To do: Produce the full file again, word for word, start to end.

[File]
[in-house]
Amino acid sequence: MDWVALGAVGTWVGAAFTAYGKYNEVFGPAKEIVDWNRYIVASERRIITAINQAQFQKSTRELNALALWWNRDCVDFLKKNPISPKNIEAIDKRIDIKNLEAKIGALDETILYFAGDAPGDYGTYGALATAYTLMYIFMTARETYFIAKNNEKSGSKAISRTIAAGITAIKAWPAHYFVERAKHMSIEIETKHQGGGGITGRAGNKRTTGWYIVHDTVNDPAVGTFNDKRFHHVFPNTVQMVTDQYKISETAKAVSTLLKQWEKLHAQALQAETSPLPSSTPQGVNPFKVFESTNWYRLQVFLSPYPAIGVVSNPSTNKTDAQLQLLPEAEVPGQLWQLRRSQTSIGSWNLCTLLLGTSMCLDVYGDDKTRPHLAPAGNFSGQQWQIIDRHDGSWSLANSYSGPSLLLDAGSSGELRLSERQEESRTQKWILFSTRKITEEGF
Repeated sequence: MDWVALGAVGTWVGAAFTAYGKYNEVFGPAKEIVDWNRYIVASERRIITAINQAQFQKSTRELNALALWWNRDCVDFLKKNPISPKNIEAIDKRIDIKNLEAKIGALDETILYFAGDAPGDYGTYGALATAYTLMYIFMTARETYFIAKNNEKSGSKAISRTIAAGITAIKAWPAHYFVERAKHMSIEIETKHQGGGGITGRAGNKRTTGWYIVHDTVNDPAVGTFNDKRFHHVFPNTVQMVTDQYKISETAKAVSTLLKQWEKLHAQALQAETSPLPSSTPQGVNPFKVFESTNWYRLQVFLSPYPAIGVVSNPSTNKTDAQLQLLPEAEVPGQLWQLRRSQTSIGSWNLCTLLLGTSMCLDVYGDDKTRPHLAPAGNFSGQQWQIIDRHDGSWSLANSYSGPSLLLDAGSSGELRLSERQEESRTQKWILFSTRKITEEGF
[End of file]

[in-house]
Amino acid sequence: MDWVALGAVGTWVGAAFTAYGKYNEVFGPAKEIVDWNRYIVASERRIITAINQAQFQKSTRELNALALWWNRDCVDFLKKNPISPKNIEAIDKRIDIKNLEAKIGALDETILYFAGDAPGDYGTYGALATAYTLMYIFMTARETYFIAKNNEKSGSKAISRTIAAGITAIKAWPAHYFVERAKHMSIEIETKHQGGGGITGRAGNKRTTGWYIVHDTVNDPAVGTFNDKRFHHVFPNTVQMVTDQYKISETAKAVSTLLKQWEKLHAQALQAETSPLPSSTPQGVNPFKVFESTNWYRLQVFLSPYPAIGVVSNPSTNKTDAQLQLLPEAEVPGQLWQLRRSQTSIGSWNLCTLLLGTSMCLDVYGDDKTRPHLAPAGNFSGQQWQIIDRHDGSWSLANSYSGPSLLLDAGSSGELRLSERQEESRTQKWILFSTRKITEEGF
Repeated sequence: MDWVALGAVGTWVGAAFTAYGKYNEVFGPAKEIVDWNRYIVASERRIITAINQAQFQKSTRELNALALWWNRDCVDFLKKNPISPKNIEAIDKRIDIKNLEAKIGALDETILYFAGDAPGDYGTYGALATAYTLMYIFMTARETYFIAKNNEKSGSKAISRTIAAGITAIKAWPAHYFVERAKHMSIEIETKHQGGGGITGRAGNKRTTGWYIVHDTVNDPAVGTFNDKRFHHVFPNTVQMVTDQYKISETAKAVSTLLKQWEKLHAQALQAETSPLPSSTPQGVNPFKVFESTNWYRLQVFLSPYPAIGVVSNPSTNKTDAQLQLLPEAEVPGQLWQLRRSQTSIGSWNLCTLLLGTSMCLDVYGDDKTRPHLAPAGNFSGQQWQIIDRHDGSWSLANSYSGPSLLLDAGSSGELRLSERQEESRTQKWILFSTRKITEEGF